Ampleforth Abbey

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As well as a highly regarded school, Ampleforth Abbey is a working Monastery set in the North York Moors. It is a delightful setting with lakes, woodlands and trails. Visitors can join the monks at prayer as well as visiting the abbey between services.

The Benedictines were expelled from France in 1792 during the Revolution. Fr Anselm Bolton came to England and became chaplain to Lady Anne Fairfax of Gilling Castle. She built Ampleforth Lodge for him. In 1802, Fr Anselm handed it over to his brethren to be their new monastery and the school was opened in 1803. The monks taught in the school and went on mission to the industrial towns.

The massive Abbey with its massive tower is set at the centre of the complex of school buildings. The prep school is in Gilling Castle. It is a lovely site overlooking the broad valley.

There were plenty of cars parked, but there was no one around. It felt quite eerie inside the building with its long corridor and signs saying ‘Silence’. We followed the signs to the Abbey and opened the door. There is always a sense of excitement when we visit a church as you are neve quite sure what you will find inside. This was a complete surprise, as it is two churches in one with a central altar. The monks sit on one side and the school on the other.

The altar is a massive dark stone structure with a big arch and crucifix hanging from it. There are carved saints, bishops and angels on the sides. Facing the school is the Virgin Mary and St John.

The nave is massive and with plain glass windows and clerestory feels very light. There are simple pillars and pointed arches and the school sits on pale wooden benches. It feels rather austere.

The choir used by the monks is smaller and more intimate. Pillars and arches are a darker stone. Monks have dark carved wood benches. There is wood panelling under the stained glass east window. At the centre is the Abbot’s chair with stalls on either side.

The north chapel off the choir has the most amazing sculptured reredos. In the centre under an elaborately carved canopy is the virgin holding the dead body of Christ with the cross behind. On the left is the baby Jesus being presented at the temple. On the right is Jesus carrying his cross. Below are four carved figures of Roman soldiers. On the back wall is a carved stone niche with Christ crucified on the top. This contains the roll of honour for 1914-18, opened at the right day.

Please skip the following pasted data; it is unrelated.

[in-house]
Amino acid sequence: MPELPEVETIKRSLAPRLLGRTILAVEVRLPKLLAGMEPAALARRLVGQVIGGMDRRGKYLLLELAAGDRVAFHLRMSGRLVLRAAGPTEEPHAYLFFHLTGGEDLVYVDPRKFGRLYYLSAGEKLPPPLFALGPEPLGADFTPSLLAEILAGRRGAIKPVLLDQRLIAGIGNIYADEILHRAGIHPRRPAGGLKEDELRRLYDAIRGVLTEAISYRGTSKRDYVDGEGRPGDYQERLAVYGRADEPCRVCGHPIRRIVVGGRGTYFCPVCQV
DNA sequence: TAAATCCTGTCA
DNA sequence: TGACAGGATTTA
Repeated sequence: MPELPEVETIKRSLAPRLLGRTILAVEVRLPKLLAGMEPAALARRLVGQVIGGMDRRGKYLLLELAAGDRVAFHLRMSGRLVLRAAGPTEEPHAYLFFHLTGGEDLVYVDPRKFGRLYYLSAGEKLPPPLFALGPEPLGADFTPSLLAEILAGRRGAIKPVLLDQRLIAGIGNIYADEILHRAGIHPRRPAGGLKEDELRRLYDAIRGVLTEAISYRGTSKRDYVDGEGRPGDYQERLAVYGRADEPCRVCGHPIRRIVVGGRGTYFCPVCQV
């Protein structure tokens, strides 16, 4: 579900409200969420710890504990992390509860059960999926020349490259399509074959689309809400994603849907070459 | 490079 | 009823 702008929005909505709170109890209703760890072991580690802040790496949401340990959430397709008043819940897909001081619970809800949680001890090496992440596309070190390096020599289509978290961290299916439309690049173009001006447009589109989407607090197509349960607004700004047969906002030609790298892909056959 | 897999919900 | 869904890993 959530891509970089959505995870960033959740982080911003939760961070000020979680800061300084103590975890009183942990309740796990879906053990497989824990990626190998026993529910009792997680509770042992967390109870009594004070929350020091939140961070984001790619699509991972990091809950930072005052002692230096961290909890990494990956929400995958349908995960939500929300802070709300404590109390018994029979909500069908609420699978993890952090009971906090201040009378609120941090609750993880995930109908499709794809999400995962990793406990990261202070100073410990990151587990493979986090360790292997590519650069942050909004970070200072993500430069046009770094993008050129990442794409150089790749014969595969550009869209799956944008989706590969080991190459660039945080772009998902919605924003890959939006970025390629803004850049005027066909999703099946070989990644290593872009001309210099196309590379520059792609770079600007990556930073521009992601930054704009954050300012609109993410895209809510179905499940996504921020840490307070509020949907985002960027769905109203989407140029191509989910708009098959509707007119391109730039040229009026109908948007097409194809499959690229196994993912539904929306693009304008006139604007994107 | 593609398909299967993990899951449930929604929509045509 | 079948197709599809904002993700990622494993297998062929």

Visitors are welcome to attend services and there are stalls allocated for them in the choir. Guided tours of the Abbey are available every Thursday at 2.15.

The Abbey has a small Visitor Centre with information about the abbey and monastic life. The shop sells books, jewellery, scented candles, cards and scarves as well as Ampleforth beer and ciders. There is also an excellent tea room. Entry to the Abbey is free and visitors are welcome to explore the extensive grounds. They have apple orchards and the apples are used to make cider and liqueurs. In April and May the Abbey runs blossom tours; in June to October, apple tours. It makes an interesting and different afternoon out.


There is disabled parking by the entrance to the Abbey buildings. Corridors are flat and there is disabled access to the shop, Visitor Centre and tea room. There is ramped access to the abbey using the door by the small book case in the corridor. Other doors have flights of stairs. There is a ramp into the choir.

There is access to the grounds either from the car park or down a spiral ramp through the door by the shop. There are wide tarmac paths around the grounds. A leaflet available from the Visitor Centre shows these. There are disabled toilets inside the building and level access to toilets from the outside.

Hearing loops are provided for the hard of hearing – ask at reception. At the moment they do not have large print information or braille.

Assistance dogs are allowed in the buildings. (Other dogs are allowed on a lead in the grounds.)

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